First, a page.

U.S. President Joe Biden has decided to keep Iran's Revolutionary Guards on the American list of terrorist organizations, Politico reported Tuesday, citing a senior Western official.
The decision to keep the group on the United States' terror blacklist is expected to make it difficult to advance nuclear talks with Iran, which have stalled in recent months.
Prime Minister Naftali Bennett released a statement saying Biden had informed him of the decision in their latest conversation last month. Another official confirmed the April 24 telephone call, according to the report.
Biden, according to that source, said the decision was final and that the window of opportunity for concessions with Iran had passed. Sources in Washington had told their associates in Jerusalem that they were waiting for the right time to publicly announce the decision.
Bennett's confirmation of the decision comes weeks after the Senate passed a non-binding resolution – with the notable support of 16 Democrats – prohibiting the Biden administration from revoking the Iran Revolutionary Guard Corps' designation as a foreign terrorist organization.
Defense Minister Yair Lapid write in a tweet that Israel is thanking the U.S. president for his decision to keep the Iranian Revolutionary Guards on the list of U.S. terrorist organizations, an "important expression of the United States' commitment to security and stability in the Middle East in general and to the strategic alliance between the United States and Israel in particular," Lapid said, adding that continuing to promote and expand the Abraham Accords and the common fight against terrorism and extremism were at the "core of our relationship."
While the motion, introduced by Republican Sen. James Lankford, is purely symbolic, it is an undoubtedly ominous sign for the U.S. administration as it attempts to break a nearly two-month-long stalemate in talks aimed at returning to the 2015 Iran nuclear deal.
Rob Malley, Biden's special envoy for Iran, is slated to testify on Wednesday in front of the Senate Foreign Relations Committee on the state of negotiations and U.S. policy on Iran moving forward.
The U.S. blacklisted the Revolutionary Guards in 2019 as part of former President Donald Trump's "Maximum Pressure" policy on Iran, one year after he withdrew from the 2015 nuclear deal.
During the renewed nuclear deal talks in Vienna, Israel has expressed its strong objection to Iran's request to remove the Guards from the terror list.
The Biden administration's eventual decision to keep the Guards on the list followed an internal debate: Biden supported the Israeli position, while State Department officials, concerned over a collapse of the nuclear talks, argued that they should be removed from the list.
The U.S. was also initially debating whether to leave the entire Revolutionary Guards on the list, or to only leave its Quds Force branch. Israel has warned that the latter option would enable Iran to execute terror attacks in the Persian Gulf and elsewhere.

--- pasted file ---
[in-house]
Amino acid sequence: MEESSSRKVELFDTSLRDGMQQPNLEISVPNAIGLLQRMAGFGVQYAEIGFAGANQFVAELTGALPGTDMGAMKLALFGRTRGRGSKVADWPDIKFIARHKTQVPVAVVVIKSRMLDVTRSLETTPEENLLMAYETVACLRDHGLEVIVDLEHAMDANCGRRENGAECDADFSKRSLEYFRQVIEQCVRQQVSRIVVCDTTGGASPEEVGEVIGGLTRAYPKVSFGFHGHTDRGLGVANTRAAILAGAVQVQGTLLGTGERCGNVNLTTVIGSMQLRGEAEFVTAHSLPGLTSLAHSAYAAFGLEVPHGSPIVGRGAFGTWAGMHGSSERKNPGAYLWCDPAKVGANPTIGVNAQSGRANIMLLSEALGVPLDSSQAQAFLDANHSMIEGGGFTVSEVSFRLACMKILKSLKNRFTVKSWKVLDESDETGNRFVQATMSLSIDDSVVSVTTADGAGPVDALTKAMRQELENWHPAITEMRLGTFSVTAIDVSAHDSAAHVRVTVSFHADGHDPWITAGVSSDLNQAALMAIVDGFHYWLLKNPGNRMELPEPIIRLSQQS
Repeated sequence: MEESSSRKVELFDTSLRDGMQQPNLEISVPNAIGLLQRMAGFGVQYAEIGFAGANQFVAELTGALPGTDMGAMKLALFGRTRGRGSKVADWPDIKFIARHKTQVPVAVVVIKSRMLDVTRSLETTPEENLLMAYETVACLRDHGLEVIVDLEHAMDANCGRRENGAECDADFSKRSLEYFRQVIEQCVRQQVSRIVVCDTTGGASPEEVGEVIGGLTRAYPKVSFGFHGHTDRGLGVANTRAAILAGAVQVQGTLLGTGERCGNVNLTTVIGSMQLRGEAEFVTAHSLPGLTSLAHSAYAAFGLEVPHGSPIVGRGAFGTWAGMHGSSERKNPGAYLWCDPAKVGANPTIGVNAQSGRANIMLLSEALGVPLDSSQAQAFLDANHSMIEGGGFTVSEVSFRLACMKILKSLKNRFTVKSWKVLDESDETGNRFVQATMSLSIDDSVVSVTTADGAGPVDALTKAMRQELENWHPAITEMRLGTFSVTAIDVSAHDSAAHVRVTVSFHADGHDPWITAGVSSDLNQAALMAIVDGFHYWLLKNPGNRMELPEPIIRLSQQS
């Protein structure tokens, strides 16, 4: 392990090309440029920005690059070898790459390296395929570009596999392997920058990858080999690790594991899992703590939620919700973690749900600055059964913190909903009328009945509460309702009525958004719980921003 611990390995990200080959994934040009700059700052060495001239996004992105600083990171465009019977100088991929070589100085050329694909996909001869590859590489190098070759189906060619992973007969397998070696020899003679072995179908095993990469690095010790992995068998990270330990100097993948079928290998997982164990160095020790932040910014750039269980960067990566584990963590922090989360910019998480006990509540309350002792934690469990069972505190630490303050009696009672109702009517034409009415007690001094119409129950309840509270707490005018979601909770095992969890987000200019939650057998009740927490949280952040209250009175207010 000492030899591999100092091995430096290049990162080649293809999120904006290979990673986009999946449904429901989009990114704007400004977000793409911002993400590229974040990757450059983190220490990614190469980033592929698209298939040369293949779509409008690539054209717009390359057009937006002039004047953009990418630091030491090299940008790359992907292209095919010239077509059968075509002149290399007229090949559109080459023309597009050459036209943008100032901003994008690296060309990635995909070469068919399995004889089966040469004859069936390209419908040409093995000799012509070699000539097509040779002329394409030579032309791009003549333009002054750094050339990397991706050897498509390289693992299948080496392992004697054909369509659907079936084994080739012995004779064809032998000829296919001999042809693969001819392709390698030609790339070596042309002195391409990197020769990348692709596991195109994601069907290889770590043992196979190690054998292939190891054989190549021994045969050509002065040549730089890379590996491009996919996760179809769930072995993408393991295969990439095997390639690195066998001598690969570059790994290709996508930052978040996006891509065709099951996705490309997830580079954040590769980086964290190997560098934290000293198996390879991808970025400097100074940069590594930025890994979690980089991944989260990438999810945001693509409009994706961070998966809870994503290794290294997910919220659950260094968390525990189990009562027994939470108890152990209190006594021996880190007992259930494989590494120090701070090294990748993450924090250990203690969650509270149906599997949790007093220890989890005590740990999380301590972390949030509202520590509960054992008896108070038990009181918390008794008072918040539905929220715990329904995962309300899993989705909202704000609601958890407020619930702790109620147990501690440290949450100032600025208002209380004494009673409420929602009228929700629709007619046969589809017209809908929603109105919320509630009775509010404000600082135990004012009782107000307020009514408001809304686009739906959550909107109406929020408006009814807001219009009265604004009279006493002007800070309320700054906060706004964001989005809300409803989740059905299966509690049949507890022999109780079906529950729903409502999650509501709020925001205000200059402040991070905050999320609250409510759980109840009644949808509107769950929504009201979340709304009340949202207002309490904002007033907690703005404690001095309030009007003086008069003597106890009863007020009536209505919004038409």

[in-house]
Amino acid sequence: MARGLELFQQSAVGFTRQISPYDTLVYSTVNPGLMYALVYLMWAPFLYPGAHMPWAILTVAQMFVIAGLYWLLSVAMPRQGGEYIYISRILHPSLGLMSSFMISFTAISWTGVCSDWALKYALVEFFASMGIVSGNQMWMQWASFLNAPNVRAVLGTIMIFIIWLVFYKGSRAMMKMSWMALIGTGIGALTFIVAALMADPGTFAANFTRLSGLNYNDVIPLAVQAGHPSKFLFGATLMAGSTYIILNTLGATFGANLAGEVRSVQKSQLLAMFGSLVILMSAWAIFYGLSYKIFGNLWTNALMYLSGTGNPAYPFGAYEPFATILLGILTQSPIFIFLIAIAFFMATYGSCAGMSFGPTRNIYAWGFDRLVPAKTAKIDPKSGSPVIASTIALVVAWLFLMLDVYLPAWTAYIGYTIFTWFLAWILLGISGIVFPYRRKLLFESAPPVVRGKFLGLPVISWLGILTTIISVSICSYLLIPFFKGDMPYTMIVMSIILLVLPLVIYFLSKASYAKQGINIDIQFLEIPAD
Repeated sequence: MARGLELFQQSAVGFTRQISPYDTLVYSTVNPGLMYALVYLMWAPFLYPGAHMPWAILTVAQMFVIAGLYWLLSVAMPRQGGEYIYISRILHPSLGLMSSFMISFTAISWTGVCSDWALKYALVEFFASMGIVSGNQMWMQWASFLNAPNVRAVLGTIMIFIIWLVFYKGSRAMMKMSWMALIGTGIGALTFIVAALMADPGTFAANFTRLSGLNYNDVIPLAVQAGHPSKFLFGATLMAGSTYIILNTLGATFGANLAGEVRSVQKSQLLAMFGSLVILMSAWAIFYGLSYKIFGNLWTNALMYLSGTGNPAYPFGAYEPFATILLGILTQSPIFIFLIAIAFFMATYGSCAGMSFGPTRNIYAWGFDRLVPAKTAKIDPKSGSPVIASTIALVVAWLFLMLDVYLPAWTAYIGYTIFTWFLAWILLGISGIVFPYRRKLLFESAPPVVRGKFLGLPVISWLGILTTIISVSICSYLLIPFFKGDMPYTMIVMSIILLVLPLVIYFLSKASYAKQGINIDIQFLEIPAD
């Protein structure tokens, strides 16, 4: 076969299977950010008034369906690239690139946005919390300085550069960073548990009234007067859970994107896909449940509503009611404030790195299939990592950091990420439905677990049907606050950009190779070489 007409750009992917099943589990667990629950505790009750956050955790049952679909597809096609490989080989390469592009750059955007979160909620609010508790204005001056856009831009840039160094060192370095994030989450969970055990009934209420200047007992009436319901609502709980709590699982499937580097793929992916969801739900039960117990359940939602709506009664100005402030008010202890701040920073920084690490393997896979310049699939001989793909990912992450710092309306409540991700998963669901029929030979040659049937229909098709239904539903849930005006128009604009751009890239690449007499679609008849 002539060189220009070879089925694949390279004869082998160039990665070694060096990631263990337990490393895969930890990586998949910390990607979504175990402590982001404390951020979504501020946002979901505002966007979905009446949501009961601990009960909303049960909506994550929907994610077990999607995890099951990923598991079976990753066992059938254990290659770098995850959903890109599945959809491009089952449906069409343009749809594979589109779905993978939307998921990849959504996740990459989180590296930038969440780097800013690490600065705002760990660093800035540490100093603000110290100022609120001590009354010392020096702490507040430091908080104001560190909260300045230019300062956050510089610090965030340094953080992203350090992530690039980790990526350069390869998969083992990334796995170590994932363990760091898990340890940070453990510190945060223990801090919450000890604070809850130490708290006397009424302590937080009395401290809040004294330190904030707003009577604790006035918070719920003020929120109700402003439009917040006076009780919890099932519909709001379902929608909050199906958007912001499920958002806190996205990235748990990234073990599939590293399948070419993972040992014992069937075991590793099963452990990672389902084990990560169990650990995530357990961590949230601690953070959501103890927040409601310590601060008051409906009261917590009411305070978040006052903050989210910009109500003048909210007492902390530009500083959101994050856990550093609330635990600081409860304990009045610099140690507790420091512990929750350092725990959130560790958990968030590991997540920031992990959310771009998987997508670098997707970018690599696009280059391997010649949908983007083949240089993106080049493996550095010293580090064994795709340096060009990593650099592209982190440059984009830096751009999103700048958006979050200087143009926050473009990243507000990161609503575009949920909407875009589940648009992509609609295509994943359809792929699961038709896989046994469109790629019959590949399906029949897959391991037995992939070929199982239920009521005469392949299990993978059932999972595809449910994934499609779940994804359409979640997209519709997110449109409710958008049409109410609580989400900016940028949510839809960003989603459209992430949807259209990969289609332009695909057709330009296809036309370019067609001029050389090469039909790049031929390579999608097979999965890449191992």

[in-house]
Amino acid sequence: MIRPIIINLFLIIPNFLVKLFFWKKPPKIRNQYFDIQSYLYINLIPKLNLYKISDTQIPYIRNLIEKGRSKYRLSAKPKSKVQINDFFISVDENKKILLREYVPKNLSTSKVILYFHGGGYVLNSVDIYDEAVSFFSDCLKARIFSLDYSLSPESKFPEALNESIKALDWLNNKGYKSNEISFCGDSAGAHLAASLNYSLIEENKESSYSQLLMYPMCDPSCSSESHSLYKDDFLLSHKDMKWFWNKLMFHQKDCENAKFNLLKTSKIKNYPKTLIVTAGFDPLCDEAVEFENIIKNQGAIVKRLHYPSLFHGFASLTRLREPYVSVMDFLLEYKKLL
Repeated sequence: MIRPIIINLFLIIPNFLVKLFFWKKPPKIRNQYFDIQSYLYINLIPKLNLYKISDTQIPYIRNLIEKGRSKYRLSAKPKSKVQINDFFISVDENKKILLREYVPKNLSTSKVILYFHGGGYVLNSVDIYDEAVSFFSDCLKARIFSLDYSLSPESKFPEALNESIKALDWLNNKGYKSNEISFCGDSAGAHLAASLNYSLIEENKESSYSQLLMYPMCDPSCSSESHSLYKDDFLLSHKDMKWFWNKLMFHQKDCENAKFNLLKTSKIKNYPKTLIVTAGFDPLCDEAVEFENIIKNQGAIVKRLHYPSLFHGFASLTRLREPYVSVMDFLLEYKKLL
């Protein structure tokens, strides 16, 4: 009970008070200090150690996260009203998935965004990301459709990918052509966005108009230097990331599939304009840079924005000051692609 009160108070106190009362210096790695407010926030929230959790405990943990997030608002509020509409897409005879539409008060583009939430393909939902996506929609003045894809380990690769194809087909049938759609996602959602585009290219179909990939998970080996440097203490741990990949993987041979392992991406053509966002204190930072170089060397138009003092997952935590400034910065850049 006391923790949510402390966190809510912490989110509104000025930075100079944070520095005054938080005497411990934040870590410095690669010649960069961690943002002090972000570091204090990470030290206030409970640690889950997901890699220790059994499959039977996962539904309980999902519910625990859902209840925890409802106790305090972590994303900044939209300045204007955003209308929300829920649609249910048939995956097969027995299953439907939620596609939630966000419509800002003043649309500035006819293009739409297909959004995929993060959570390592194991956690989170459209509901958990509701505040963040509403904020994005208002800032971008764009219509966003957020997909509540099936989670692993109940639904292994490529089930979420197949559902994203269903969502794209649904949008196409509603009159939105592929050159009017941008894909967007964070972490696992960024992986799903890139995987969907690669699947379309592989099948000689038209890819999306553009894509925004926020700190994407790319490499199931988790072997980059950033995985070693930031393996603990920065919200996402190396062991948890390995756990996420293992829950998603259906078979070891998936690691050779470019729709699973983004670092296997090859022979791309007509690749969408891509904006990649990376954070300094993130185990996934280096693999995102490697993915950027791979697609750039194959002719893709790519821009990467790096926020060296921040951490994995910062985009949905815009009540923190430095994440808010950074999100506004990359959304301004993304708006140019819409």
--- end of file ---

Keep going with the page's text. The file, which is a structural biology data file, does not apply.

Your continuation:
While the nuclear talks have long been stalled, the U.S. has backtracked on its decision to set a deadline for them. Still, Israel assesses that the U.S. and other world powers that are party to the original nuclear deal will have to set a deadline eventually due to Iran's advancement on its nuclear program in parallel to the Vienna talks. Israel has warned several times that Iran has taken advantage of the talks in order to enrich uranium at unprecedented levels.
The decision to keep the Guards on the list is intended to allow Iran to decide whether it wants to sign a new agreement – which will significantly increase its income from selling oil against the backdrop of the energy crisis due to the Russia-Ukraine war – or whether it will insist on its demand to remove them from the list.
Secretary of State Antony Blinken told the Senate Foreign Relations Committee last month that “the only way I could see [the designation] being lifted is if Iran takes steps necessary to justify the lifting of that designation. So it knows what it would have to do in order to see that happen,” adding that “it would require Iran to take certain actions and to sustain them.”
He also noted that the designation does not practically do much for the U.S. since there are a myriad of other sanctions on the IRGC.
Israel Defense Minister Benny Gantz, meanwhile, was informed of the decision last week in a meeting with his U.S. counterpart Lloyd Austin. Austin told Gantz that in the face of the impending decision, he was advancing a process to strengthen the regional coalition against Iran in an attempt to step up joint demonstrations of power intended to deter the country.